Imagine you want to watch a box set your mate has recommended. When you search on Google you’ll be met with countless websites selling the physical box set. What if you want to watch it now? Check Netflix and Lovefilm? Then what? Blinkbox, iTunes, iPlayer, NOW TV? It’s going to take a while. So Tank Top TV has taken the leg work out and put them all in one place.

Once you’ve found a box set, from searching or just browsing, all the links to where that can be streamed or downloaded from are right there. It’s simple and easy. Obviously with illegal downloading as an option for many this might simply serve as a menu, but for those willing to pay it’s a great way to find and access shows instantly.

This is an expansion to the company’s current list of over 13,000 digitally available movies also listed on the site.

Tank Top TV CEO and co-founder Liz Rice says: “Our free listings offer a clear choice of TV favourites, hidden gems people may have missed and currently popular shows. They can either be viewed immediately or added to a watch list for later.”

Check it out for yourself at the link below.

© copyright Pocket-lint 2013


Get 25 per cent off buying out your O2 contract and upgrade phones with Speed to Refresh - ( SP411N )

O2 already offers a Refresh contract that allows you to upgrade your handset whenever you feel like it. Now it’s extending that to other O2 users with Speed to Refresh.

Not only does Speed to Refresh allow current customers to change their deal to the Refresh contract, and get a new mobile, but O2 is currently discounting 25 per cent off the remainder of their current contract as a welcome. This amount is deducted from the contract which the person is buying out in order to start the O2 Refresh contract.

O2 Refresh works by splitting the monthly contract into two: one part for the airtime bundle and one for the phone. This means you can upgrade your phone whenever you want without having to waste money paying off an old line rental contract. And if you hang onto your handset for the full two year contract the bill will half as you only pay for the airtime bundle.

“Our customers love O2 Refresh and since we launched it more than 95 per cent of customers who could buy O2 Refresh have chosen to,” said Gary Booker, O2′s interim Marketing and Consumer Director.

Speed to Refresh is available to any existing O2 Pay Monthly customer who signed up to a consumer tariff between 1 January 2011 and 31 March 2013, are still within the minimum term length of their contract for at least three months and are looking to move onto a new O2 Refresh contract.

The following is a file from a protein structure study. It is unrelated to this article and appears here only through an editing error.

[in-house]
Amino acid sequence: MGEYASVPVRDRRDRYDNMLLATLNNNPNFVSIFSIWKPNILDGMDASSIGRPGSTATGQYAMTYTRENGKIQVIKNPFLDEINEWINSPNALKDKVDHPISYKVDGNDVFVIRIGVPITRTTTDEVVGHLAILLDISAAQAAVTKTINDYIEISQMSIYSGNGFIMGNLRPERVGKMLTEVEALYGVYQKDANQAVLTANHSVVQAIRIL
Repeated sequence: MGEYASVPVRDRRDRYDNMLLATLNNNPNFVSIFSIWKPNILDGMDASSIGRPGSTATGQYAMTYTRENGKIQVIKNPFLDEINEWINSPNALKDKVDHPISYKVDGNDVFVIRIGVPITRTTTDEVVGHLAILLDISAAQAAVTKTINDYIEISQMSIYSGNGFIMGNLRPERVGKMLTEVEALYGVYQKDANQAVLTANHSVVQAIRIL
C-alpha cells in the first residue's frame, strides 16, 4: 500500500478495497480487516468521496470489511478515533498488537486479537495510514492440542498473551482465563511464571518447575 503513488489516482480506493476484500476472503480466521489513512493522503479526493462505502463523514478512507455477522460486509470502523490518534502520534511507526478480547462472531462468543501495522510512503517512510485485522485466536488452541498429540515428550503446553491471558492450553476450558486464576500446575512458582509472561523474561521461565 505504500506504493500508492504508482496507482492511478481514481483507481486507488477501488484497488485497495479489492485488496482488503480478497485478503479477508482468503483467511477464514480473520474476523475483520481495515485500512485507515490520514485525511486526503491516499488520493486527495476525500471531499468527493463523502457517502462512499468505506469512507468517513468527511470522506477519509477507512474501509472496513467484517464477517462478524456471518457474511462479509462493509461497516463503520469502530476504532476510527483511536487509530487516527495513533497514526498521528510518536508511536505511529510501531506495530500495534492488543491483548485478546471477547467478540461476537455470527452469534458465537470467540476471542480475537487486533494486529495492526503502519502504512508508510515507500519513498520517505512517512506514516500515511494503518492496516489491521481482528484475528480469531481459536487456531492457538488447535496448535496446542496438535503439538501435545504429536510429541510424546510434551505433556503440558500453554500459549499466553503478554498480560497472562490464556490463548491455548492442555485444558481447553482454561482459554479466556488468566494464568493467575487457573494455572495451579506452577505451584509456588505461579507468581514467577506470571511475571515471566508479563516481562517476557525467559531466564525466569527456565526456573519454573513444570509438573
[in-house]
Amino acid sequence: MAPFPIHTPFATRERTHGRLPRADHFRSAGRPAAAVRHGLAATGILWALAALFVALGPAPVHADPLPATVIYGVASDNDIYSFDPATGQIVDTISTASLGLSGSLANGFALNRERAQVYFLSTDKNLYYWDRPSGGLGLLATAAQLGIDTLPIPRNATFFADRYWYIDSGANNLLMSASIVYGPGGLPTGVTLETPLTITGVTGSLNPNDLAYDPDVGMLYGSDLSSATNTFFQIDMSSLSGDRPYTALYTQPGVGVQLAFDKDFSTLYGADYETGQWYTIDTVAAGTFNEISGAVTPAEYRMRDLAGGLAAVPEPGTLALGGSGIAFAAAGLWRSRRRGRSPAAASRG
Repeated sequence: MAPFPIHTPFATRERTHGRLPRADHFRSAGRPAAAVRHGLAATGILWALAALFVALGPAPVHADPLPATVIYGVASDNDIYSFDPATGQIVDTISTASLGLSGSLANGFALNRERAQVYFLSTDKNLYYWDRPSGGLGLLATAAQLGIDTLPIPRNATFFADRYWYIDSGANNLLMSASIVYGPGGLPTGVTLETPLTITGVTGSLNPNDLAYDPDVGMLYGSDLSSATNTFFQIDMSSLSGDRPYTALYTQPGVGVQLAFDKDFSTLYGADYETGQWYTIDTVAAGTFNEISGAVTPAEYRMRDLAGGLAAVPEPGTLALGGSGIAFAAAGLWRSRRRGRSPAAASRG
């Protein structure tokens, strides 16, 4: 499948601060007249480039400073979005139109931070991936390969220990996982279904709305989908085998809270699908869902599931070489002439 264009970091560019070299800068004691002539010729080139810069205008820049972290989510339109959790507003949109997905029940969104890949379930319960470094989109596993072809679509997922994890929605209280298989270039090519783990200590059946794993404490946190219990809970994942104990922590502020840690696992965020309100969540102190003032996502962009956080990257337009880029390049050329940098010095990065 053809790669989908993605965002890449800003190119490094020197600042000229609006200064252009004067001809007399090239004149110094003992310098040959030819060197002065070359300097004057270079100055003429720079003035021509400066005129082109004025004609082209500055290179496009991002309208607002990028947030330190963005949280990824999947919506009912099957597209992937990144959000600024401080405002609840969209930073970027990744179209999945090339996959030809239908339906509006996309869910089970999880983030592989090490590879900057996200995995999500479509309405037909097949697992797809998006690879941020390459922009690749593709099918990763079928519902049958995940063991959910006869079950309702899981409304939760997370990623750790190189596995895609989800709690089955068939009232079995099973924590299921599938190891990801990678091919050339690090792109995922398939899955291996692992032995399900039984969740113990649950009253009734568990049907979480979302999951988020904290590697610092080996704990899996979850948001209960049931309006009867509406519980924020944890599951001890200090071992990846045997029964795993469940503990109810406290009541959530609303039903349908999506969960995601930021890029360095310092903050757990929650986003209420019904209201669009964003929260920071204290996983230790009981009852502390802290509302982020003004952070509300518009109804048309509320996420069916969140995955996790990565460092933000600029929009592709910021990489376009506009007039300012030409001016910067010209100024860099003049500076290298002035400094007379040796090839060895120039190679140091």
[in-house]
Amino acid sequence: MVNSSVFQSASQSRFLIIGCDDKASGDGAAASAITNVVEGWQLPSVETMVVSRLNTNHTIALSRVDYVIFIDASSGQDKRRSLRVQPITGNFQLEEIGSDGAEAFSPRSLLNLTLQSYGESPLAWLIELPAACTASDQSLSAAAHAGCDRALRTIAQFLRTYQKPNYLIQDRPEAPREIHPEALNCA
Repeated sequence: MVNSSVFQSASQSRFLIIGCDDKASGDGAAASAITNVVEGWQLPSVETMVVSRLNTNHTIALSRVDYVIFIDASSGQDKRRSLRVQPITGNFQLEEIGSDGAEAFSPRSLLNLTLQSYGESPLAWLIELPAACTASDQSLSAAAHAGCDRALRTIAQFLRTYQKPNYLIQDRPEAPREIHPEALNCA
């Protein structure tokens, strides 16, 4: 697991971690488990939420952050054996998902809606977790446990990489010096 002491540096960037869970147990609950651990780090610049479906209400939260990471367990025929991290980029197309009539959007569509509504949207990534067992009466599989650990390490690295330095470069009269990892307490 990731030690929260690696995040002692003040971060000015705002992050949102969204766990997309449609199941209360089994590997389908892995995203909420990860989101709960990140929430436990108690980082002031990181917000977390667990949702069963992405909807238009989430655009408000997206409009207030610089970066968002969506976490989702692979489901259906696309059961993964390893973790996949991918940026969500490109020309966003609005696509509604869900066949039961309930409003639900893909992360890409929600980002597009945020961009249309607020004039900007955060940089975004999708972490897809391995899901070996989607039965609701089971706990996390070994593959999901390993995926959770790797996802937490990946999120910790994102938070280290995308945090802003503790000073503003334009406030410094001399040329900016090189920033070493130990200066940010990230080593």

© copyright Pocket-lint 2013


Britain announces independent review of plain tobacco packaging - ( SP411N )

LONDON (Reuters) – Britain announced an independent review of tobacco packaging on Thursday and said it was ready to introduce new laws banning branding on cigarette packets if the report found sufficient evidence to support it.

The government, which in July delayed a decision on the issue, said the review was due to report back in March 2014 and would look into whether standardized packaging is likely to have an effect on public health, particularly in relation to children.

The long-standing debate on the issue pits health campaigners, who back the move, against big tobacco firms which say it would put jobs at risk and encourage smuggling. In Britain, the subject has also prompted criticism from the opposition Labour party over the extent to which the tobacco industry is able to influence government policy.

The news hit stocks of British tobacco firms. British American Tobacco shares were down 0.9 percent at 3243.5 pence at 5:09 a.m. ET, while smaller rival Imperial Tobacco Group’s shares were down 2.5 percent at 2304 pence.

After a lengthy public consultation, Prime Minister David Cameron in July delayed a move to force manufacturers to sell tobacco in plain packets, saying he wanted to see more evidence from other countries on the effectiveness of such a move.

Almost exactly a year ago, Australia passed a law saying cigarettes must be sold in dark brown packets with no colors or logos, with the name of the product printed in a standardized small font.

(Reporting by William James; editing by Stephen Addison)


Britain announces independent review of plain tobacco packaging - ( SP411N )

LONDON (Reuters) – Britain launched an independent review on tobacco packaging on Thursday and said it was ready to introduce new laws banning branding on cigarette packets if the report found sufficient evidence to support it.

The government, which in July delayed a decision on the issue, said the review was due to report back in March 2014 and would look into whether standardised packaging is likely to have an effect on public health, and particularly in relation to children.

(Reporting by William James; editing by Stephen Addison)


Travel agent Thomas Cook makes first profit since 2010 - ( SP411N )